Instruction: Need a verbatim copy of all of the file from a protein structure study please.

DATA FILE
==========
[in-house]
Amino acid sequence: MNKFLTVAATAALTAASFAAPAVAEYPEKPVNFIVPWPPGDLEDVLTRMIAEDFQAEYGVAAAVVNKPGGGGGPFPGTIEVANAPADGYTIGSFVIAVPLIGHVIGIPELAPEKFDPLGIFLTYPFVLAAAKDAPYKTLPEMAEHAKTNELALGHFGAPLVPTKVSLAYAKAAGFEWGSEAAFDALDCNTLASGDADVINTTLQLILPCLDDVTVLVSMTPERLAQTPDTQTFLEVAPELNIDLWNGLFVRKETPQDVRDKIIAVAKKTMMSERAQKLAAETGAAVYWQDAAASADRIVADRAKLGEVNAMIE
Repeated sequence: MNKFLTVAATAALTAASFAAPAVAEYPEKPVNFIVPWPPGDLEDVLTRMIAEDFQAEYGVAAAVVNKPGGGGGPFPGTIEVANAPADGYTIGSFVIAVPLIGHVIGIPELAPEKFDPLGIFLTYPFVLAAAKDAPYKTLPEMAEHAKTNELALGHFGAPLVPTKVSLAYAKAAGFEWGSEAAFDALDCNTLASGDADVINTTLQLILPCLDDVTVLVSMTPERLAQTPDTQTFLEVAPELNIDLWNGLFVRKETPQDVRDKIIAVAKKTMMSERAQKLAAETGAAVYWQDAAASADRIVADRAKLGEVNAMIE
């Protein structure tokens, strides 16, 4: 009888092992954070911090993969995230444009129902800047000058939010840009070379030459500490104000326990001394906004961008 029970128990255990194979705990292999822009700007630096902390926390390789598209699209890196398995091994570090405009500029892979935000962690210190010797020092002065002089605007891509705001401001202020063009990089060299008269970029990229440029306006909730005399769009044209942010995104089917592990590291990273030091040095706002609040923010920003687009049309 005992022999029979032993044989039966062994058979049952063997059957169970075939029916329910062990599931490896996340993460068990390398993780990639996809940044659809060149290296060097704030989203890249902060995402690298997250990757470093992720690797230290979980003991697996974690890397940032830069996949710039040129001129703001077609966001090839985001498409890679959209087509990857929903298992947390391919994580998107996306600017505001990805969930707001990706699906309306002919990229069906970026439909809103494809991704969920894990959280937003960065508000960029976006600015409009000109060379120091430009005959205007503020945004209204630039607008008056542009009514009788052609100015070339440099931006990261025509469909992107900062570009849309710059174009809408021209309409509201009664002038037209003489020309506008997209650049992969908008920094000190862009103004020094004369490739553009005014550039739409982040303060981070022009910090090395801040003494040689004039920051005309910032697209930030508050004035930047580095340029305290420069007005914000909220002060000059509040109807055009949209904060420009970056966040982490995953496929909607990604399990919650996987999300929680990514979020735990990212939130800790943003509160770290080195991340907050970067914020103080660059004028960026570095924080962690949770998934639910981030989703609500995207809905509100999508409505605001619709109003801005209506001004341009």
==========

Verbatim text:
[in-house]
Amino acid sequence: MNKFLTVAATAALTAASFAAPAVAEYPEKPVNFIVPWPPGDLEDVLTRMIAEDFQAEYGVAAAVVNKPGGGGGPFPGTIEVANAPADGYTIGSFVIAVPLIGHVIGIPELAPEKFDPLGIFLTYPFVLAAAKDAPYKTLPEMAEHAKTNELALGHFGAPLVPTKVSLAYAKAAGFEWGSEAAFDALDCNTLASGDADVINTTLQLILPCLDDVTVLVSMTPERLAQTPDTQTFLEVAPELNIDLWNGLFVRKETPQDVRDKIIAVAKKTMMSERAQKLAAETGAAVYWQDAAASADRIVADRAKLGEVNAMIE
Repeated sequence: MNKFLTVAATAALTAASFAAPAVAEYPEKPVNFIVPWPPGDLEDVLTRMIAEDFQAEYGVAAAVVNKPGGGGGPFPGTIEVANAPADGYTIGSFVIAVPLIGHVIGIPELAPEKFDPLGIFLTYPFVLAAAKDAPYKTLPEMAEHAKTNELALGHFGAPLVPTKVSLAYAKAAGFEWGSEAAFDALDCNTLASGDADVINTTLQLILPCLDDVTVLVSMTPERLAQTPDTQTFLEVAPELNIDLWNGLFVRKETPQDVRDKIIAVAKKTMMSERAQKLAAETGAAVYWQDAAASADRIVADRAKLGEVNAMIE
């Protein structure tokens, strides 16, 4: 009888092992954070911090993969995230444009129902800047000058939010840009070379030459500490104000326990001394906004961008 029970128990255990194979705990292999822009700007630096902390926390390789598209699209890196398995091994570090405009500029892979935000962690210190010797020092002065002089605007891509705001401001202020063009990089060299008269970029990229440029306006909730005399769009044209942010995104089917592990590291990273030091040095706002609040923010920003687009049309 005992022999029979032993044989039966062994058979049952063997059957169970075939029916329910062990599931490896996340993460068990390398993780990639996809940044659809060149290296060097704030989203890249902060995402690298997250990757470093992720690797230290979980003991697996974690890397940032830069996949710039040129001129703001077609966001090839985001498409890679959209087509990857929903298992947390391919994580998107996306600017505001990805969930707001990706699906309306002919990229069906970026439909809103494809991704969920894990959280937003960065508000960029976006600015409009000109060379120091430009005959205007503020945004209204630039607008008056542009009514009788052609100015070339440099931006990261025509469909992107900062570009849309710059174009809408021209309409509201009664002038037209003489020309506008997209650049992969908008920094000190862009103004020094004369490739553009005014550039739409982040303060981070022009910090090395801040003494040689004039920051005309910032697209930030508050004035930047580095340029305290420069007005914000909220002060000059509040109807055009949209904060420009970056966040982490995953496929909607990604399990919650996987999300929680990514979020735990990212939130800790943003509160770290080195991340907050970067914020103080660059004028960026570095924080962690949770998934639910981030989703609500995207809905509100999508409505605001619709109003801005209506001004341009």